In the 1960s as the walleye numbers dropped the commercial and recreational anglers started to put pressure on government and company officials across the northeast coastline of Lake Erie. That area of Ohio, with Cleveland being the economic heart and soul of the state, had been the main contributor of the water pollution in Lake Erie. Anglers from across the region would gather to clean up the lake and the surrounding tributaries. Muck covered fishing boats full of trash and debris were a common sight in the turbid waters of Lake Erie, but progress was being made. By 1968, Cleveland and surrounding communities were committed to cleaning up the lake. A bond issue was approved by voters in 1968 in Cleveland to improve sewage and water systems into and out of the lake. A small fire on Lake Erie and the Cuyahoga River was the catalyst behind the formation of the Environmental Protection Agency in Washington D.C. The only lake deemed a fire hazard had drawn the eyes of the world. The decades that followed would stand as a true testament to the determination of sportsmen and environmentalists. Lake Erie was back!
By the late 1970s, as clean water practices and policies around Lake Erie started to really ramp up, coho, northern pike and muskie populations rebounded. State wildlife agencies from the Lake Erie watershed started aggressive stocking programs for sport fish species. The recovery of the walleye was a little slower to occur. Many consider the mid to late 80s as the golden age of walleye fishing on Lake Erie. The year 1989 saw the largest walleye harvest total at the time. As with any body of water, the ebbs and flows of good walleye fishing remind anglers we must always stay vigilant. The following decade would be slow walleye fishing on Lake Erie with total harvest falling from the peak in 1989. The fishery agencies from the surrounding states and walleye anglers kept a close protective eye on the lake and her treasured fish. By 2003 a new benchmark was set for Lake Erie. The largest walleye hatch ever occurred that year. Spirits were high for walleye anglers. Decades of hard work were starting to come together.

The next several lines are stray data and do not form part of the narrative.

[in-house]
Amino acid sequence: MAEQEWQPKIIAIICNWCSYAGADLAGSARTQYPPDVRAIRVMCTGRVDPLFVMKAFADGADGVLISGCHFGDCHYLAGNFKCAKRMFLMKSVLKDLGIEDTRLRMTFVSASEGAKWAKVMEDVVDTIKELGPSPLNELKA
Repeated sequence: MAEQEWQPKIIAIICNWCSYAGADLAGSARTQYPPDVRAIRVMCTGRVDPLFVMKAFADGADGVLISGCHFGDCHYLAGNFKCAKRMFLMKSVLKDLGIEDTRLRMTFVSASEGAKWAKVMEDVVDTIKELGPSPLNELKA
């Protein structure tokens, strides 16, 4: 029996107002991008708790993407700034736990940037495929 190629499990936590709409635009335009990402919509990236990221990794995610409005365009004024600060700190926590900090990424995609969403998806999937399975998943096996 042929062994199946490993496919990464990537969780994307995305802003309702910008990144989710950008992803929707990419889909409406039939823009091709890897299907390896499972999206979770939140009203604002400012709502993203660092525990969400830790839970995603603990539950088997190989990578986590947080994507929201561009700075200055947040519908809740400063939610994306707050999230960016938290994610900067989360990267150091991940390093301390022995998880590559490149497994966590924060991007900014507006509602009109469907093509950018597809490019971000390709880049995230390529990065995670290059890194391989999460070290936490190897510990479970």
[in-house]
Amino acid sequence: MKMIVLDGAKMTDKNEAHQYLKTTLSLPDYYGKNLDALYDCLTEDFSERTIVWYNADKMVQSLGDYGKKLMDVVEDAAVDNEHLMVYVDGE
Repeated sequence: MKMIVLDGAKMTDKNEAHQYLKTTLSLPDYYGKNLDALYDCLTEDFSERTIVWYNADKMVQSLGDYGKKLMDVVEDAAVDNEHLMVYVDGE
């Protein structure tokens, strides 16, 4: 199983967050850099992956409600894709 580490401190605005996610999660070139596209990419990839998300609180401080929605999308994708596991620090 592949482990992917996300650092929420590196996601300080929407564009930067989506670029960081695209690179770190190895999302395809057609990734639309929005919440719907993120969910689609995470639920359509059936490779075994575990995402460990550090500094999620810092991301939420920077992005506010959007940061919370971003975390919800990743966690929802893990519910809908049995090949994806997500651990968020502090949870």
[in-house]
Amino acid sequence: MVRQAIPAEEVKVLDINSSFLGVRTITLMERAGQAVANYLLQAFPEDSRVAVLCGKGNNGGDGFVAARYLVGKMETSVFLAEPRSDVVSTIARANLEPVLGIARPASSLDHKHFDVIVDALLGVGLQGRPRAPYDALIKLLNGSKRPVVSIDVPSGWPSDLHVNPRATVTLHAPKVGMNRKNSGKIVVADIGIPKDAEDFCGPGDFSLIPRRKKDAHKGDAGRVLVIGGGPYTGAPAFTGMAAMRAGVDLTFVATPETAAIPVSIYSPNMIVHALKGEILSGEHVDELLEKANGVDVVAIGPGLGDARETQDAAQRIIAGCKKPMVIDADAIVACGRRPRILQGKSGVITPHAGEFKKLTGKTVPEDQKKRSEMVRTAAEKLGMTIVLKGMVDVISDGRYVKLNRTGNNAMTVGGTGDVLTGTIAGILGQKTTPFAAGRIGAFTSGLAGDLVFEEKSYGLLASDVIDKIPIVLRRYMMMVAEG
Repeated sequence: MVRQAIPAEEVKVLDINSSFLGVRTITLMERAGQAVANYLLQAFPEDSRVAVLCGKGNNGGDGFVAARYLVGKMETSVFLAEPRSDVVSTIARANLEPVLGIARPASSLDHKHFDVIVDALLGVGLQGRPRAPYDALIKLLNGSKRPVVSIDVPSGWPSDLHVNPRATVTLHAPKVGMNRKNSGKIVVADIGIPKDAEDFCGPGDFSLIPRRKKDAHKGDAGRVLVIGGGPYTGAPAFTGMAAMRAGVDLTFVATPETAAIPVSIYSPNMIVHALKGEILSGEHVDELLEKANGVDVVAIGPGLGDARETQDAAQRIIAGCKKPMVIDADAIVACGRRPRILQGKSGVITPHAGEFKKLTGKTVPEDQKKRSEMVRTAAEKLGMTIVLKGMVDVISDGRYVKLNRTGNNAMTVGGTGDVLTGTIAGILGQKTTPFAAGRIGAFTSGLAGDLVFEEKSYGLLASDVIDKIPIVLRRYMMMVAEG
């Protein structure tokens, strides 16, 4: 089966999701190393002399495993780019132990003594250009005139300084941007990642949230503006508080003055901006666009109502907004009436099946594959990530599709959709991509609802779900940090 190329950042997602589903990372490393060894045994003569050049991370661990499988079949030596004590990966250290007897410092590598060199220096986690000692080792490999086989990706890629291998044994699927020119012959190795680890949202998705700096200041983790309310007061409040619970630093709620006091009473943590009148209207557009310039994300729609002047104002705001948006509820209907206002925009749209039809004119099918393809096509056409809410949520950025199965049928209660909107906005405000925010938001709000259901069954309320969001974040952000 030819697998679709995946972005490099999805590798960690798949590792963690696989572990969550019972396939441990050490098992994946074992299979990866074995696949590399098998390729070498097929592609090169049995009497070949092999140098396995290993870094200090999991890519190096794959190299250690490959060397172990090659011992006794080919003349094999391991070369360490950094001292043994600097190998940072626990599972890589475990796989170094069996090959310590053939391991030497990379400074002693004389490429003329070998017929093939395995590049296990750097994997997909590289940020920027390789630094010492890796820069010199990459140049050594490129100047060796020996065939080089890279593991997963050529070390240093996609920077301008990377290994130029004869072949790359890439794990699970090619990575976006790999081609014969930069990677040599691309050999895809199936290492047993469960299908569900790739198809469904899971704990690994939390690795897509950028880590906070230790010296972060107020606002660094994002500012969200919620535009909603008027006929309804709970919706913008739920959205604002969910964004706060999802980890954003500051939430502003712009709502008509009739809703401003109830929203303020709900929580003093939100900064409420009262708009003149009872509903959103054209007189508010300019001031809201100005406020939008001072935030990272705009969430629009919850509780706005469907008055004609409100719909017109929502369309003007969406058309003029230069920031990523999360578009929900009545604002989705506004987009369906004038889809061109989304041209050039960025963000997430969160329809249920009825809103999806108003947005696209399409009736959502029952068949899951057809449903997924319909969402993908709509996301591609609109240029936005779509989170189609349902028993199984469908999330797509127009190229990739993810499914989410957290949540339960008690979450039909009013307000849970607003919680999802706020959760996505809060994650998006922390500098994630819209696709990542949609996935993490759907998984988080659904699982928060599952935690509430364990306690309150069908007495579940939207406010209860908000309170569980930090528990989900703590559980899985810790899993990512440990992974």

Following the gold standard of walleye hatches in 2003 Lake Erie would see a stable but small walleye hatches for over a decade. Water quality practices were at the forefront of many state agencies. Governors from Ohio made Lake Erie a staple campaign stop. Anglers, as they had done for decades, protected and advocated for Lake Erie tirelessly. Starting in 2018 Lake Erie would see four consecutive years of record walleye hatches. The hatches from 2018-2021 were 30 times higher than the previous average for the prior four decades. The walleye had made a resounding recovery in the Lake Erie basin.
For a Lake Erie walleye to be of legal harvest size, 15 inches, it can take a fish about 3 seasons to reach maturity. A true trophy walleye is considered 30” long in Lake Erie. A walleye that size is estimated to be around 20 years old. With the record hatches from 2018 coming into maturity and the 2003 fish reaching trophy size, Lake Erie has officially entered a new golden era of walleye fishing. With the ever-vigilant presence of walleye anglers, charter captains and biologists guarding our Great Lake, anglers from across the country can experience an unprecedented walleye fishing experience for many years to come.
The hard work of concerned sportsmen once again is a shining example of the North American Model of Wildlife Conservation. A once dead lake and a fish on the verge of extinction are a true success story. We must always respect nature. We must always be willing to answer the call for help. The ebb and flow of the battle between man and nature will undoubtedly occur again in our lifetime. But for now, anglers can enjoy a truly once in a lifetime walleye fishing experience on Lake Erie.
To learn more about walleye fishing and Lake Erie, check out Powderhook's Lake Erie Planner.